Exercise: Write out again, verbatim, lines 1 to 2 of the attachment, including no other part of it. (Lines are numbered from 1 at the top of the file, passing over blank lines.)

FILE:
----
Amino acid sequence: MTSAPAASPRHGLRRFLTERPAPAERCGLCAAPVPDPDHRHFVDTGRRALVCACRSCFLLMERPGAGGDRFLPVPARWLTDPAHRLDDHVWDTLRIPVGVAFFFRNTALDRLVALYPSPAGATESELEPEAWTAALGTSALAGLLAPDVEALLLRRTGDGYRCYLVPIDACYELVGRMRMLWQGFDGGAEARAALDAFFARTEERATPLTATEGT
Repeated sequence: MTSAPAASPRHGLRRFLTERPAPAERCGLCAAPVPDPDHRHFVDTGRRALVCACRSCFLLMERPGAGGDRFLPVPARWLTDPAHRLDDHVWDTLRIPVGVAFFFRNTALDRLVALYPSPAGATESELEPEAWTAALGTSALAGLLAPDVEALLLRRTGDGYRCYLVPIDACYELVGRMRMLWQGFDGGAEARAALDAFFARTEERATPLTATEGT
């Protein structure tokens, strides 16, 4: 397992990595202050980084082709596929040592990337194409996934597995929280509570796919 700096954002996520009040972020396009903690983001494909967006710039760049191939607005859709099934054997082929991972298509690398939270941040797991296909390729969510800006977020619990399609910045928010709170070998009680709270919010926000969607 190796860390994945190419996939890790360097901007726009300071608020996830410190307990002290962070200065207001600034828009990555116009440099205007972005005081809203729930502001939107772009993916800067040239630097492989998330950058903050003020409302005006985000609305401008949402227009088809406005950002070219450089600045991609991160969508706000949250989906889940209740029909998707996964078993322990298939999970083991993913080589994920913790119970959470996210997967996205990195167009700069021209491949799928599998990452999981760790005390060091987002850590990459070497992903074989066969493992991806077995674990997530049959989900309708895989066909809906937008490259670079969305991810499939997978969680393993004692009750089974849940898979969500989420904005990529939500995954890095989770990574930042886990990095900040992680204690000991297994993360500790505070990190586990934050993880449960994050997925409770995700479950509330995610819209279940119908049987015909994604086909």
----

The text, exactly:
Amino acid sequence: MTSAPAASPRHGLRRFLTERPAPAERCGLCAAPVPDPDHRHFVDTGRRALVCACRSCFLLMERPGAGGDRFLPVPARWLTDPAHRLDDHVWDTLRIPVGVAFFFRNTALDRLVALYPSPAGATESELEPEAWTAALGTSALAGLLAPDVEALLLRRTGDGYRCYLVPIDACYELVGRMRMLWQGFDGGAEARAALDAFFARTEERATPLTATEGT
Repeated sequence: MTSAPAASPRHGLRRFLTERPAPAERCGLCAAPVPDPDHRHFVDTGRRALVCACRSCFLLMERPGAGGDRFLPVPARWLTDPAHRLDDHVWDTLRIPVGVAFFFRNTALDRLVALYPSPAGATESELEPEAWTAALGTSALAGLLAPDVEALLLRRTGDGYRCYLVPIDACYELVGRMRMLWQGFDGGAEARAALDAFFARTEERATPLTATEGT